Pelvic floor muscle training with and without supplementary KAATSU for women with stress urinary incontinence: a randomized controlled pilot study
Research output: Contribution to journal › Journal article › Research › peer-review
AIMS: To explore if adding occlusion training of a thigh (KAATSU) to low-intensity pelvic floor muscle training (PFMT) could increase effect of PFMT in women with stress urinary incontinence (SUI).
METHODS: Single-blinded randomized controlled pilot study. Women with SUI and an ICIQ-UI-SF (International Consultation on Incontinence Questionnaire-Short form) score of ≥12 were randomized to a low-intensity PFMT program followed by KAATSU (KAATSU + PFMT) or to a low-intensity PFMT program without KAATSU (PFMT group), both performed four times a week for 12 weeks.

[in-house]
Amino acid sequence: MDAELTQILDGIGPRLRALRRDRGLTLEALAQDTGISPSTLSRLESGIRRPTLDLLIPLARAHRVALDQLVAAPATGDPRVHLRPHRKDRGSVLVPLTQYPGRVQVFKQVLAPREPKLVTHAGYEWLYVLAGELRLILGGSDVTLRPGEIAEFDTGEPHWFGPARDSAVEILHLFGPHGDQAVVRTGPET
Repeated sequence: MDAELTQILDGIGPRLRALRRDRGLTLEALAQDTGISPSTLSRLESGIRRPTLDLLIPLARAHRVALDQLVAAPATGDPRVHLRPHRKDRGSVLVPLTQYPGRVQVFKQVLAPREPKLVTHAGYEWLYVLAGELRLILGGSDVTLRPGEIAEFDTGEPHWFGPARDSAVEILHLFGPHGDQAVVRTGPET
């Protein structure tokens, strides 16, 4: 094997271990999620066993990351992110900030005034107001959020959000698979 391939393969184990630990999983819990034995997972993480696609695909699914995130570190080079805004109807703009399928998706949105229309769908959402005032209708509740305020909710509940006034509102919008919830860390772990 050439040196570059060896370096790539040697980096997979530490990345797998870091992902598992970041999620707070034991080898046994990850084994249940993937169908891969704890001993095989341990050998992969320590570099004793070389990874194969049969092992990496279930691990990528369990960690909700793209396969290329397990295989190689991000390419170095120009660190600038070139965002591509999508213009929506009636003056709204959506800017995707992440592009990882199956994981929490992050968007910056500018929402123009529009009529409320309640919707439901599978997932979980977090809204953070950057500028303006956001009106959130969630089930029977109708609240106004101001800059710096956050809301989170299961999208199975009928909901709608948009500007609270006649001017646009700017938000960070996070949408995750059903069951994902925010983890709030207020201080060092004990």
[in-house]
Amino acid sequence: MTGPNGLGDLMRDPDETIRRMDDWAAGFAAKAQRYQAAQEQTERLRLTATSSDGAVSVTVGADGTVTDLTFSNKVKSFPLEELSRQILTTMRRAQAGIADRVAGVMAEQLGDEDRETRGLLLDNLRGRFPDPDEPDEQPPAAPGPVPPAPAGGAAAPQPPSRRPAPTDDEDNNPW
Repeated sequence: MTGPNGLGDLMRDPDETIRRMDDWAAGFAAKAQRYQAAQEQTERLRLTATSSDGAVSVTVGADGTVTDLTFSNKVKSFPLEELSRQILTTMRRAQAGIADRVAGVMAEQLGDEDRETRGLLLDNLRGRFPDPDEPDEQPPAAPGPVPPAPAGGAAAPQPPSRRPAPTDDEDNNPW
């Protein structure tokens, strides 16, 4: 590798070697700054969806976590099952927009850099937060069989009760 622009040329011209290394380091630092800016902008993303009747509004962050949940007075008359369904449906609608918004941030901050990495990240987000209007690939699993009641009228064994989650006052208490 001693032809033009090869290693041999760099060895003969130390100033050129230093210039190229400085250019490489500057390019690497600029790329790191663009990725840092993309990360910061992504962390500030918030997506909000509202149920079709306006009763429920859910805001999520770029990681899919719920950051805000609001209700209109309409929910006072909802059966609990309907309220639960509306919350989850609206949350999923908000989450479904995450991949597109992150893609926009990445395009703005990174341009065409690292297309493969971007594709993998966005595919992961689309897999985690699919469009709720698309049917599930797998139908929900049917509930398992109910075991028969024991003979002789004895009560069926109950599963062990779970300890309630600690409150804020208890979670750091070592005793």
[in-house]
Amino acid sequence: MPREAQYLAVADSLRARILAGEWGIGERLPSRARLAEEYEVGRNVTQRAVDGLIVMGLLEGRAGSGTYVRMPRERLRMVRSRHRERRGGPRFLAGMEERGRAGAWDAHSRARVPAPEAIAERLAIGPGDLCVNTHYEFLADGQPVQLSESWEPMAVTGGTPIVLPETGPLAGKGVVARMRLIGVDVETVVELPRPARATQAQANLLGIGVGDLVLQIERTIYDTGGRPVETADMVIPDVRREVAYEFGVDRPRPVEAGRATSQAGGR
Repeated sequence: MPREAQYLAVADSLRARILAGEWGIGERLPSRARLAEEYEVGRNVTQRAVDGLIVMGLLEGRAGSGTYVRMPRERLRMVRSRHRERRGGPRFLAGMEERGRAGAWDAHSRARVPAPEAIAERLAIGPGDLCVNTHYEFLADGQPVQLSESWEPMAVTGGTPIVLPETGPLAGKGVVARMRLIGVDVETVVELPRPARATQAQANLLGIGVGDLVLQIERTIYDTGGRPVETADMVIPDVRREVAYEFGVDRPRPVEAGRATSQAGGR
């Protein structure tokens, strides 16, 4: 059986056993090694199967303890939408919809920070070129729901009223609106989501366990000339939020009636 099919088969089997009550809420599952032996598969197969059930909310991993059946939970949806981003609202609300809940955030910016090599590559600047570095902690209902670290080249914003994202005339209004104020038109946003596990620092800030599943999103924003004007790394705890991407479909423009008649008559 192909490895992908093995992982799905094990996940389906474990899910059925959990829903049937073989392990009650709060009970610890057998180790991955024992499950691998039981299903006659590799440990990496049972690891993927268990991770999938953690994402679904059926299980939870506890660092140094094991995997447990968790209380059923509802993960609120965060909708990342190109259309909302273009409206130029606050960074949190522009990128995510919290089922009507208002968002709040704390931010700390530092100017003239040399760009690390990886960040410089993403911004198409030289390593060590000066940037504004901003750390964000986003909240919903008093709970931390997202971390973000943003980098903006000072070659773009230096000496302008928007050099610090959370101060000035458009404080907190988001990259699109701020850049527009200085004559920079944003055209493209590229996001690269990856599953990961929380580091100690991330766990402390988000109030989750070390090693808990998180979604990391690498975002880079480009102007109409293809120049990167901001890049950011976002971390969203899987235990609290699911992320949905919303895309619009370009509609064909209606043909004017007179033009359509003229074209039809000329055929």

PRIMARY OUTCOME: Change in the ICIQ-UI-SF score at a 12-week follow-up.
SECONDARY OUTCOMES: a 3-day leakage diary, the PGI-I (Patient Global Index of Improvement scale), bother with KAATSU in a numeric rank scale and change in urethral opening pressure (UOP) measured with urethral pressure reflectometry (UPR) at rest, contraction and straining at the 12-week follow-up.
RESULTS: Forty-one women with SUI and an ICIQ-UI-SF of 13 (range 12-16) were included. Fourteen in the KAATSU + PFMT and 17 in the PFMT group completed the study. Both groups had a significant and clinically relevant improvement of the ICIQ-UI-SF score and decrease in number of incontinence episodes with no significant between group differences. UOP did not increase significantly in either group. Bother with KAATSU was low but seven of 14 women expressed dislike with KAATSU.
CONCLUSIONS: The added KAATSU protocol did not increase the effect of low-intensity PFMT and it was not well tolerated. While subjective effect was significant in both intervention groups this was not reflected in the UPR measures.
|Journal||Neurourology and Urodynamics|
|Publication status||Published - 2019|